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RBI Provides Approval For Money Transfers Between e-Wallets

The Reserve Bank of India (RBI), India's central bank has made a decision that will make e-wallets a whole lot easier for Indians to use.

The RBI finally allowed for e-wallet-to-e-wallet transfers which will make payment a whole lot easier for millions of Indians.

In the past, Paytm users could not send money to Mobikwik users and vice versa. Now that roadblock is removed and the e-wallet market is expected to get a much needed boost.

The RBI did more than just lift the ban on e-wallet transfers.

The Central Bank has also issued a new set of guidelines that will govern money transfers. This includes transfers between different digital wallets but people will also now be able to send money to individual gift cards and even bank accounts. This will be done via the Unified Payments Interface (UPI), the Indian government's instant payment interface.

The new guidelines will be a big help to the 49 mobile wallet companies in the country. They have been struggling to offer a flexible offering to the market and the new guidelines breathe new life into their offerings and what is potentially a billion-dollar industry.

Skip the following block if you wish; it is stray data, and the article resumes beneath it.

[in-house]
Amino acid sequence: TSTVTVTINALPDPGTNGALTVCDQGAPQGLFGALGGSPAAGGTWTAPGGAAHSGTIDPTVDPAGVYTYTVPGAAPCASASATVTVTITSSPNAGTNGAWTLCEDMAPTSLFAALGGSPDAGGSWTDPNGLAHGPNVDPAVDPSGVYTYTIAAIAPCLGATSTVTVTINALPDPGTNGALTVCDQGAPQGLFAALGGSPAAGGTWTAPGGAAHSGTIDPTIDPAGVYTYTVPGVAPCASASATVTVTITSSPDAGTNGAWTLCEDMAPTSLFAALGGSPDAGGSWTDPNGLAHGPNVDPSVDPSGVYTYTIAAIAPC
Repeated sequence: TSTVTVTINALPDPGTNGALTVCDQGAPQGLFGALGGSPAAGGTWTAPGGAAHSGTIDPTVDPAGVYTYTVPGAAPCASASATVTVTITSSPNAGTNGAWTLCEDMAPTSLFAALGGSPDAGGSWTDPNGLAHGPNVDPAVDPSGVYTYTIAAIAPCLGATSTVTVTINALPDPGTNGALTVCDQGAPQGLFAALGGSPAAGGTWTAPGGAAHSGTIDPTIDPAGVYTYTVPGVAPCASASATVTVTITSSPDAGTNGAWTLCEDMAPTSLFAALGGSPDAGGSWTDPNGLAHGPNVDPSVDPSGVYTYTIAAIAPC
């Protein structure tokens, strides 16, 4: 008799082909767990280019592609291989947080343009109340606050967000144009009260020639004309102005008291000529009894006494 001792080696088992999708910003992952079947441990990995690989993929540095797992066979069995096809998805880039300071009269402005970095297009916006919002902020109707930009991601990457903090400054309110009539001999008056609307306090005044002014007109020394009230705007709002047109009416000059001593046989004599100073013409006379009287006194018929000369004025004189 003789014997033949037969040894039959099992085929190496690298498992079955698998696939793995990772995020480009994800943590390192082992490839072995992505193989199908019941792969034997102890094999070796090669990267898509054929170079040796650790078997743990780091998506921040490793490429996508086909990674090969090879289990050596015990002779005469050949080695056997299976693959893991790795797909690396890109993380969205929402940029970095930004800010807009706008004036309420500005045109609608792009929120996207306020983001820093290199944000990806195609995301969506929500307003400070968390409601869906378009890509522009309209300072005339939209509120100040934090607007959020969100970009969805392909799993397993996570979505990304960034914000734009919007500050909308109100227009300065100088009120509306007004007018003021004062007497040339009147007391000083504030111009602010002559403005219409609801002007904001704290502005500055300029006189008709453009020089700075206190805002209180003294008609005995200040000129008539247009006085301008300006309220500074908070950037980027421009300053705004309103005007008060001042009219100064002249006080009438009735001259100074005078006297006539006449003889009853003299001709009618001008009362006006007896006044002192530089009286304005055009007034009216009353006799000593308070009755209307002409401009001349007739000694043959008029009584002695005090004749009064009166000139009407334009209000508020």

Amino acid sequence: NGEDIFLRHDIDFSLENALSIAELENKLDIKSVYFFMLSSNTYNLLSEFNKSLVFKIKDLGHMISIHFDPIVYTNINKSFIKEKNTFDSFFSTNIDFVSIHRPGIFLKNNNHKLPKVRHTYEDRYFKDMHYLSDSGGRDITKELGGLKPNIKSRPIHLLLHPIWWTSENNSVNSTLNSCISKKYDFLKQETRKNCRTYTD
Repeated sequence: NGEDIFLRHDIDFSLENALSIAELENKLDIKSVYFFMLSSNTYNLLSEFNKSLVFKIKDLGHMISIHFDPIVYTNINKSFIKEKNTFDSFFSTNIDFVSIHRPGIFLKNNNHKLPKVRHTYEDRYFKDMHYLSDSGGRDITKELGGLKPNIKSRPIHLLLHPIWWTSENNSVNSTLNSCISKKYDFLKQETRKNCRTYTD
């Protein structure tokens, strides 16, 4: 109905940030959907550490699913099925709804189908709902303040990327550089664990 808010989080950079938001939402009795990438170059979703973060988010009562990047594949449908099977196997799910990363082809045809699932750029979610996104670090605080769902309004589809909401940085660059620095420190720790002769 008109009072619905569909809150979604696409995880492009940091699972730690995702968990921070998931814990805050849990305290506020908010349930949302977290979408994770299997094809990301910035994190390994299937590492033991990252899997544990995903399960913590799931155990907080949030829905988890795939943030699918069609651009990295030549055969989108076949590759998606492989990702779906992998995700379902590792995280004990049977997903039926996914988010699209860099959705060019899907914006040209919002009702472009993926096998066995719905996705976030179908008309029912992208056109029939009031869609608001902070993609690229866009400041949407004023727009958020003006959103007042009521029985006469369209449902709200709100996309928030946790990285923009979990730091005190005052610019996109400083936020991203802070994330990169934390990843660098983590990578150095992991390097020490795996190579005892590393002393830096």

It helps that the RBI did not put any minimum net worth requirement for interoperability – which means even the smallest mobile wallet company can offer this new function. The only restriction is that the digital wallets need to implement know-your-customer requirements to avoid money-laundering and scams.

In a statement, Bipin Preet Singh, MobiKwik's founder said

Now, a user can look at their wallets as a mini bank account which stores some money, has some value, and can be used to make payments anywhere without the customer exposing their main account, therefore, it also offers security.

Additionally with this feature, digital wallet companies will be able to issue cards in partnership with some of the world's biggest payment processors like MasterCard and Visa. It also helps that the new guidelines completely cut out banks from the equation, reducing fees and making transfers quicker.

Losers In The Deal

Not everyone is happy with the new guidelines and the freedom it offers to mobile wallets. The biggest losers are the payments bank sector. These are banks that perform core banking functions such as money transfers but are not allowed to lend money – which is the primary way a bank earns its revenue.

With the improved e-wallet offering, payments banks will most likely take a stiff hit. They are already struggling with low overheads and a small customer base and once e-wallets gain more prominence, their operations could soon be dealt a fatal blow.


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